When death is a guide to new life!

Author: Martin Podobri

It was on October 10th 2010, when the leadership team of the Mennonite Church in Salzburg came together to dissolve the church. It was the lowest point in the 50-year history of the Mennonite conference in Austria.

The big question within the board of the Mennonite conference was: Does it make sense to keep the conference alive?


In January 2011 the five oldest Mennonite Churches met in a conclave. There  they saw, that all churches are struggling with the same problems: there are conflicts in the church, it is difficult to find workers, it is difficult to appoint elders.

And so the question came up: how could a conference help to solve these problems? It was the beginning of a process, called ‘MFÖ new’ (=Mennonite Conference in Austria).


With the result of this conclave the board of the MFÖ started a process and they found 5 points where the conference should help the churches:  


To create identity

‘Who are the Mennonites, what do they believe and where do they come from?’

The conference should help the churches to find their own identity and also the identity of the conference.


To support the offspring of the leadership

The oldest are often not able to support a second generation of the leadership. The conference should help to keep the next generation of leadership in their focus as well


To realize biblical leadership

If there are troubles in the leadership team or they are involved in  the wrong things, who is there, to help them? In the New Testament the Apostles helped the churches to realize biblical leadership. Today the conference should help the leadership teams of the churches to realize biblical leadership.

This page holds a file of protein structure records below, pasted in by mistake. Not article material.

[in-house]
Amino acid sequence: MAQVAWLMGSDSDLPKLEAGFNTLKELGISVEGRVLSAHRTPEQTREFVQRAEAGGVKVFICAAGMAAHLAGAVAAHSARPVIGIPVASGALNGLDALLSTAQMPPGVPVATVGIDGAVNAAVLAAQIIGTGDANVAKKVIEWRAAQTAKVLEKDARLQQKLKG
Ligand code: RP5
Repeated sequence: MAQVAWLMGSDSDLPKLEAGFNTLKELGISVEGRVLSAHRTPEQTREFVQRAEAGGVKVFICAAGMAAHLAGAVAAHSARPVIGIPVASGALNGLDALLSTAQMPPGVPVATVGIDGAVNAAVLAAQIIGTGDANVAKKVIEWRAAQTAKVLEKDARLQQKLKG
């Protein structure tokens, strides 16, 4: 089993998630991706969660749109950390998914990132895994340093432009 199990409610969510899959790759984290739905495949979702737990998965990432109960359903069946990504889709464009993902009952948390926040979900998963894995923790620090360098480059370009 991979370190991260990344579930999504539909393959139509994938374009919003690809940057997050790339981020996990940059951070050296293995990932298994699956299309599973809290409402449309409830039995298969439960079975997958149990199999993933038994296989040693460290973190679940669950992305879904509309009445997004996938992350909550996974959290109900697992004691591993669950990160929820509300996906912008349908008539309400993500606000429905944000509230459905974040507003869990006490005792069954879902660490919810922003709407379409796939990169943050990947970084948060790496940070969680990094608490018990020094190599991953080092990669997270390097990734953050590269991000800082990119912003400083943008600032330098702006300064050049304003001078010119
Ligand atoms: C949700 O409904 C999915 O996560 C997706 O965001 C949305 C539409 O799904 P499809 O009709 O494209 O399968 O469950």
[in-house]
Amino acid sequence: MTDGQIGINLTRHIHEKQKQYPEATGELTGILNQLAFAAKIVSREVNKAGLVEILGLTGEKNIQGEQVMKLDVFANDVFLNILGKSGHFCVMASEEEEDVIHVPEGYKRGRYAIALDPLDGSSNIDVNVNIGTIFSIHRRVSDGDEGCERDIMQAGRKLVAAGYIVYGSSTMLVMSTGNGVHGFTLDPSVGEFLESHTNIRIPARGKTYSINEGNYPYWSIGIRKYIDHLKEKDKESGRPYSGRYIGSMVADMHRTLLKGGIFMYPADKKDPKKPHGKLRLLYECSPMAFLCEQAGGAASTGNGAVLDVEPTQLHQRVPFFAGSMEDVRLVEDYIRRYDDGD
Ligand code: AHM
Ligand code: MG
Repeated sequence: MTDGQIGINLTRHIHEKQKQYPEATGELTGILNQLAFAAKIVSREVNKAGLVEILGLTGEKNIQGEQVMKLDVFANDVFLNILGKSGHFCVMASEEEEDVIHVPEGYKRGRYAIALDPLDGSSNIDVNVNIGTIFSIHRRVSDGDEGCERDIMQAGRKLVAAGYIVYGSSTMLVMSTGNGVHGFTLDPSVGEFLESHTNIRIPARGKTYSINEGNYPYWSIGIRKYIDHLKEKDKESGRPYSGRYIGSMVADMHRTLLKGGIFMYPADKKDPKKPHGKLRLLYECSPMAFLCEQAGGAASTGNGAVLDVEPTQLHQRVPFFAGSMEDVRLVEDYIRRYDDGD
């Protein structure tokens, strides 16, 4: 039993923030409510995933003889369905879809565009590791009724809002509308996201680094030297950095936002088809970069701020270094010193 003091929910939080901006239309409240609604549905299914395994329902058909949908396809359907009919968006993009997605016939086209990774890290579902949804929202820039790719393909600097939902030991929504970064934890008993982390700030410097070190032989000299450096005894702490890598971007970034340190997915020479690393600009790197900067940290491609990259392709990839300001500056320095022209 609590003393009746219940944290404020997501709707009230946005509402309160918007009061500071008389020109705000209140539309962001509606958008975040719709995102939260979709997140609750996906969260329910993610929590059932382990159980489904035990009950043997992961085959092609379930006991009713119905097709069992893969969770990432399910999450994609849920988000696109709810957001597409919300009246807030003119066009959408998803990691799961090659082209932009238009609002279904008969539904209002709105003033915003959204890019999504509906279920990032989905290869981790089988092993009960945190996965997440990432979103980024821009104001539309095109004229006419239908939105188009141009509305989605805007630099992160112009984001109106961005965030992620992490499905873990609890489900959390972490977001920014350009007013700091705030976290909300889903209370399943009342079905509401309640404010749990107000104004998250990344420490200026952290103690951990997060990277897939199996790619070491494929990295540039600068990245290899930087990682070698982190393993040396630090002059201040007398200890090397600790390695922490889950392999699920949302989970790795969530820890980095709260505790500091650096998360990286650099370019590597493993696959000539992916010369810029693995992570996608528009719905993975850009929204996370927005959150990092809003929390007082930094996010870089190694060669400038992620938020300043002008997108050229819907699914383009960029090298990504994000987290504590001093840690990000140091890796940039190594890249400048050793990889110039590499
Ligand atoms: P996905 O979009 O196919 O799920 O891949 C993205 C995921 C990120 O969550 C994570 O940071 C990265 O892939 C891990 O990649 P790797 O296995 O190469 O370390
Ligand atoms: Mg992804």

To help the church to grow

The conference has many links to missionary organizations and to other conferences in other countries, so that they can bring in good ideas.


To plant new churches

For one church the mission to plant a new church is too big. But if all 5 Mennonite Churches help together, it is possible to realize it. So the conference should help here as well.


It is sad, that we have to close the church in Salzburg. But we have seen, that the death of the church in Salzburg has brought new life in the conference.


How it began in Bavaria

Author: Beate Zipperer
Translator: Anne Zipperer 

During the Reformation many Anabaptist churches already existed in Bavaria. But the authorities disliked them and the Bavarian dukes executed many Baptists between the 16th and the 17th century. These kinds of death sentences were reserved for the Anabaptists too, which compelled many of them to emigrate. They first migrated to Moravia, where the Anabaptists continued to spread their ideas. But their persistance in  obeying the Word of God caused the same kind of persecution in Moravia.

In the late 16th century there were no more Baptist and Anabaptist activities in Bavaria, and only a few scattered Baptists remained.


The King and the Mennonite farmers